Results and Discussions
We tested both GPU and CPU implementations on a Linux server. The server contains 2 Intel Xeon L5630 processors at 2.13 GHz, each having 4 processing cores, and an NVIDIA Tesla C2050 GPU card (448 CUDA cores, 3GB device memory). The CPU implementation was single threaded and coded in C++. The kernel functions in GPU version were implemented with CUDA C extension.
Running times on GPU vs. CPU for centrality computations in a randomly generated scalefree network (n = 30, 000, β = 50)
Centrality  CPU time (sec)  GPU time (sec)  Speedup 

Betweenness (BC)  17777.0  365.5  48.64 
Closeness (CC)  3914.7  92.6  42.29 
Eccentricity (EC)  3954.1  91.4  43.24 
Stress (SC)  16950.1  338.2  50.12 
Finally, we tested gpufan on a human proteinprotein interaction (PPI) network and a breast cancer gene coexpression network [23]. The human PPI has 11, 660 nodes and 94, 146 edges, while the coexpression network has 7, 819 nodes and 195, 928 edges. Although these two networks have relatively low edge density, we still obtained a speedup of around 10× as shown in Figures 3(c) and 3(d).
For the computation of betweenness centrality, a two dimensional array p of size n × n is used to keep predecessor information, where p(i, j) = 1 indicates that there is a shortest path passing from node i to node j. This limits our implementation from processing graph with large number of nodes because of the limited global memory size on GPU. Since this array will likely be sparse, using sparse matrix representation can help reduce memory usage. As a future work, we will investigate the use of sparse matrix and its potential effect on the overall performance.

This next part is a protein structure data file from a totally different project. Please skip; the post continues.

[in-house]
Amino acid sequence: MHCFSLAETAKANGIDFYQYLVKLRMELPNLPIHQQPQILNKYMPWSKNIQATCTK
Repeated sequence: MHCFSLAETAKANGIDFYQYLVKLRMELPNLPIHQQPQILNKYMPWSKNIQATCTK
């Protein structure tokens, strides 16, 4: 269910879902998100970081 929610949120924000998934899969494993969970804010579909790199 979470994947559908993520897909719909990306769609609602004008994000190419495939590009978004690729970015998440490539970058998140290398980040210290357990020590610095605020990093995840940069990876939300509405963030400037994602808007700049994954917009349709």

Conclusions
We developed a software package for computing several shortest pathbased centrality metrics on GPUs using the CUDA framework. The algorithms deliver significant speedup for both simulated scalefree networks and real life biological networks.
Availability and requirements
Project name: gpufan (GPUbased Fast Analysis of Networks)
Project home page: http://bioinfo.vanderbilt.edu/gpufan/
Operating system: Unix/Linux
Programming language: CUDA, C/C++
Other requirements: CUDA Toolkit 3.0 or higher, GPU card with compute capability 2.0 or higher
License: GPL v3
Abbreviations
 GPGPU:

General Purpose computation on Graphics Processing Units
 CUDA:

Compute Unified Device Architecture
 GPU:

Graphics Processing Unit
 SIMT:

Single Instruction Multiple Thread
 SM:

Streaming Multiprocessor
 APSP:

AllPairs Shortest Path
 BFS:

Breadth First Search.
Declarations
Acknowledgements
This work was supported by the National Institutes of Health (NIH)/National Institute of General Medical Sciences (NIGMS) through grant R01GM088822. This work was conducted in part using the resources of the Advanced Computing Center for Research and Education at Vanderbilt University, Nashville, TN.
Authors’ Affiliations